According to Medical News Today, chronic pain affects more people than heart disease, cancer, and diabetes combined in 2021. It is the most prevalent cause of disability for people in the United States. Chronic pain is persistent discomfort or pain that lasts for years, and typically stems from traumatic injuries or damaged nerves. It can start with what appears to be just a minor injury, but persevere and end up lasting years. Even if the underlying source is treated, chronic pain itself may still persist. If you are one of the millions of people in the U.S. currently living with chronic pain, you may have turned to medical marijuana for relief.

Cannabis, otherwise known as marijuana, is widely used among those with chronic pain for assistance with discomfort. Cannabis falls somewhere between a pharmaceutical and alternative type of medicine, as well as sitting in the grey zone when it comes to its legality (or lack of). Assuming the patient lives in a state where medicinal marijuana has been legalized, arguably the most important factor to proceed is obtaining cannabis from a safe, legally approved location.

First, a patient must obtain a recommendation from a physician. It’s worth noting that a physician may only authorize recommendationsfor marijuana, not prescriptions like they would for typical pharmaceutical medicine. This is because while marijuana may be legal in some states, it is still illegal at the federal level. Therefore, patients receive recommendations instead. State-approved, legal marijuana dispensaries or stores have a wide range of cannabis products, some of which are especially known to help with chronic pain.

The three types of marijuana plants include cannabis indica, cannabis sativa, and hybrids. As the name implies, hybrids are a combination of the two strains. Because there is limited research done on the impact of specific marijuana strains for chronic pain, recommendations based on specific strains have not been medically proven. However, according to a survey highlighted in the Journal of Alternative and Complementary Medicine published in 2014, participants preferred indica strains for pain management, relaxation, and sleep. In contrast, sativa strains would be used for energy boosts and mood improvements. Participants also reported that the indica strain of cannabis relieved non-migraine headaches, neuropathy, spasticity, and joint pain.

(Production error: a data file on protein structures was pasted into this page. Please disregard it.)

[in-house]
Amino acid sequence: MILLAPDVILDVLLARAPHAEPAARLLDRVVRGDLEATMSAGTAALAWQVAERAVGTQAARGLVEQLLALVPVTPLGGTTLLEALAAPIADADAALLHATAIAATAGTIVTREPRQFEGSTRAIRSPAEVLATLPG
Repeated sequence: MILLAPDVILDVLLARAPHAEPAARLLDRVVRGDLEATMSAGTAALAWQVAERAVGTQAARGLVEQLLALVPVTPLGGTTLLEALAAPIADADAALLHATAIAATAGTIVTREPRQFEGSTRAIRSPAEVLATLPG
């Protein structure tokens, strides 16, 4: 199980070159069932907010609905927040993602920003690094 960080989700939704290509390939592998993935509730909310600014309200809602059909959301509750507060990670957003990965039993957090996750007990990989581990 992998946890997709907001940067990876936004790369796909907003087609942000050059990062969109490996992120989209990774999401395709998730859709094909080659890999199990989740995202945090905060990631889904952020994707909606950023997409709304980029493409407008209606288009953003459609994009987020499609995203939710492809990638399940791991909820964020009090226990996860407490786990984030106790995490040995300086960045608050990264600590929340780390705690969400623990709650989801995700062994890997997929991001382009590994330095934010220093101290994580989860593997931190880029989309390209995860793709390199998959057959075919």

Numerous studies have examined either parts of or the entire marijuana plant in recent years. What is it exactly about cannabis that relieves patients with chronic pain? Studies that have only investigated specific parts of the plant, such as cannabidiol oil (otherwise known as CBD oil), only examine the effects of that specific ingredient. Other studies that look at the marijuana plant has a whole have to consider several moving parts. When the whole plant is used to have more of an effect, it is known as an “entourage effect.”

While smoking marijuana is the most common way to consume cannabis for chronic pain relief, there are alternatives for patients who would rather not smoke it. Different variants of marijuana include oils, edibles, topicals, and sublingual cannabis, which is putting a tablet under the tongue to help with quicker absorption.